Untitled (Man Reading)

Norman Lewis

American, of Bermudian descent (1909-1979)

Oil on canvas

c. 1940

Private Collection

Born in Harlem in 1909 to Bermudian immigrants, Norman Lewis
was an important artist in the American post war Abstract
Expressionist Movement. He studied with the pioneering sculptor
Augusta Savage, a key figure in the Harlem Renaissance, and
later took classes at Columbia. His work was influenced by the
New Negro Movement, jazz music and African sculpture that
he first saw in MoMA’s 1935 exhibition African Negro Art, which
would leave a lasting impact upon him.
Lewis was a member of the 306 Group, who met at 306 West
141st Street in Harlem, and together with other members of the
group he became a founding member of the Harlem Artists Guild.
He was one of the first African American artists to be accepted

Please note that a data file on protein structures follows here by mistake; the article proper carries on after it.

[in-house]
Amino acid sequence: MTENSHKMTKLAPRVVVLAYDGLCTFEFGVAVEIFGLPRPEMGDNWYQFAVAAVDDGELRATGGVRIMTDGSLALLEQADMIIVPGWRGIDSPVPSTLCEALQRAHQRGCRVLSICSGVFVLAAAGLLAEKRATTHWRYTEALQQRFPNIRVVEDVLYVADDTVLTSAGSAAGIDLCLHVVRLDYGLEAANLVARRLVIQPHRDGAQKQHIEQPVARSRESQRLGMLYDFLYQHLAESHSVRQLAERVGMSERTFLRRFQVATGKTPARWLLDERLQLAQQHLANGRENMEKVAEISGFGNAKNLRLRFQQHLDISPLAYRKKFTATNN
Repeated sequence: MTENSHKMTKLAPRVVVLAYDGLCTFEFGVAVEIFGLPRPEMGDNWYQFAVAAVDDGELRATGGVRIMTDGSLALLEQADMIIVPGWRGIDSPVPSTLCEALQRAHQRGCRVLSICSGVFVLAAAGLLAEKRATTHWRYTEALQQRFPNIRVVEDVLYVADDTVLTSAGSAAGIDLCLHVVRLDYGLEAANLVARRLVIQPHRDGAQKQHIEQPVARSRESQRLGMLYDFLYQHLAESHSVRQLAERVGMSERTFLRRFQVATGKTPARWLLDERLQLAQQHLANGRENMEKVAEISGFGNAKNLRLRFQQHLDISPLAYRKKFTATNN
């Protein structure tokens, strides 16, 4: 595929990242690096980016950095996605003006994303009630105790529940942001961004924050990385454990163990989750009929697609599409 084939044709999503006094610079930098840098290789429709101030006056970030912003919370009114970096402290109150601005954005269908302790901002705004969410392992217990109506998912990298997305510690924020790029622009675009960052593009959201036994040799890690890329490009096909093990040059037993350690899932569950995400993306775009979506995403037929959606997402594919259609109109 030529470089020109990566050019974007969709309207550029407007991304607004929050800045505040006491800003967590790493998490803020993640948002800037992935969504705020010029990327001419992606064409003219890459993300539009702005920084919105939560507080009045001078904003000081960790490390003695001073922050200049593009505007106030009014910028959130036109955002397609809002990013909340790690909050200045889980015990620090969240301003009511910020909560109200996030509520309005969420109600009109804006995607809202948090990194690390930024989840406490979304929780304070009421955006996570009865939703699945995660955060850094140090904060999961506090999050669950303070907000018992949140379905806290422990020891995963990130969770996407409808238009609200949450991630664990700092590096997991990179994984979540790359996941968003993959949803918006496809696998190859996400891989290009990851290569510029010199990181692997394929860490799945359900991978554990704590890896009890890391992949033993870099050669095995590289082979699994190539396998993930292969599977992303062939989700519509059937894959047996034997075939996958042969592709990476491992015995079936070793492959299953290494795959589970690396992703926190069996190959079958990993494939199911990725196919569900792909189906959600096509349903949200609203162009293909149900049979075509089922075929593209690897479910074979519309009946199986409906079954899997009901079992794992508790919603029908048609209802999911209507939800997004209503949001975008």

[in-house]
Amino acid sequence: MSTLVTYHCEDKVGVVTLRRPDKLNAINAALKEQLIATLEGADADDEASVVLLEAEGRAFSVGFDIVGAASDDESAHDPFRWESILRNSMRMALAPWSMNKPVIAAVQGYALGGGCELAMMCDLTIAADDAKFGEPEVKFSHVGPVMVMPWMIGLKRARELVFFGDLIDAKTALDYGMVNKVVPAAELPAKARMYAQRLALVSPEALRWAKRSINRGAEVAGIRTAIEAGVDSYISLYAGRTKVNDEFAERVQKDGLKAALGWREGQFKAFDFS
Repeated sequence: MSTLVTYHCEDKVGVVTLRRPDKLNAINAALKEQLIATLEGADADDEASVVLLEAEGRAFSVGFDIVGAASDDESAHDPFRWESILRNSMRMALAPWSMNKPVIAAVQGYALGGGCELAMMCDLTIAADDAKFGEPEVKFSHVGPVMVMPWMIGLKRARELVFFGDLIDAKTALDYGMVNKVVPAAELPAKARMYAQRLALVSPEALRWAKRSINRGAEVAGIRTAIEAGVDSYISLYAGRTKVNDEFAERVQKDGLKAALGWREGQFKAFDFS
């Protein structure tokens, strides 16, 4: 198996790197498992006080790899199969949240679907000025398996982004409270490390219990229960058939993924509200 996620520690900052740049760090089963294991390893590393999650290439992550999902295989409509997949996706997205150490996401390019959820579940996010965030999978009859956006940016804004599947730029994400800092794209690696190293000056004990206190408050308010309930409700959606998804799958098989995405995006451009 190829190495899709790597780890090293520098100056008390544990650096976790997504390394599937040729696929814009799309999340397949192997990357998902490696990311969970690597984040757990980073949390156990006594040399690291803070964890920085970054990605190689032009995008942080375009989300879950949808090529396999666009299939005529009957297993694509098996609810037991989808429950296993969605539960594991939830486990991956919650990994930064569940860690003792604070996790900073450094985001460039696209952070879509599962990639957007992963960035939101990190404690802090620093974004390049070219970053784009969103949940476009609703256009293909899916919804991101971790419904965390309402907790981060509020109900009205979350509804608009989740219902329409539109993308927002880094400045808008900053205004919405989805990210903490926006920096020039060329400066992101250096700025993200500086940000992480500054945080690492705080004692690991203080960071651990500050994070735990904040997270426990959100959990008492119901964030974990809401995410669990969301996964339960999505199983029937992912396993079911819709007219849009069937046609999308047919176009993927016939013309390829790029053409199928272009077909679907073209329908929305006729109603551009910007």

into the Federal Art Program of the Works Progress Administration
(WPA), which he joined in 1936 as a teacher. There, he worked
alongside fellow emerging artists Jackson Pollock, Ad Reinhardt
and Mark Rothko. Together they would become leading figures
in Abstract Expressionist Movement.
Civil rights and the representation of the Black community are at
the core of Norman Lewis’ work, and he used art as a tool for
social change. In the late 1940s he moved increasingly towards
abstraction. Man Reading is illustrative of his growing interest
in this approach and marks a key turning point in his practice.

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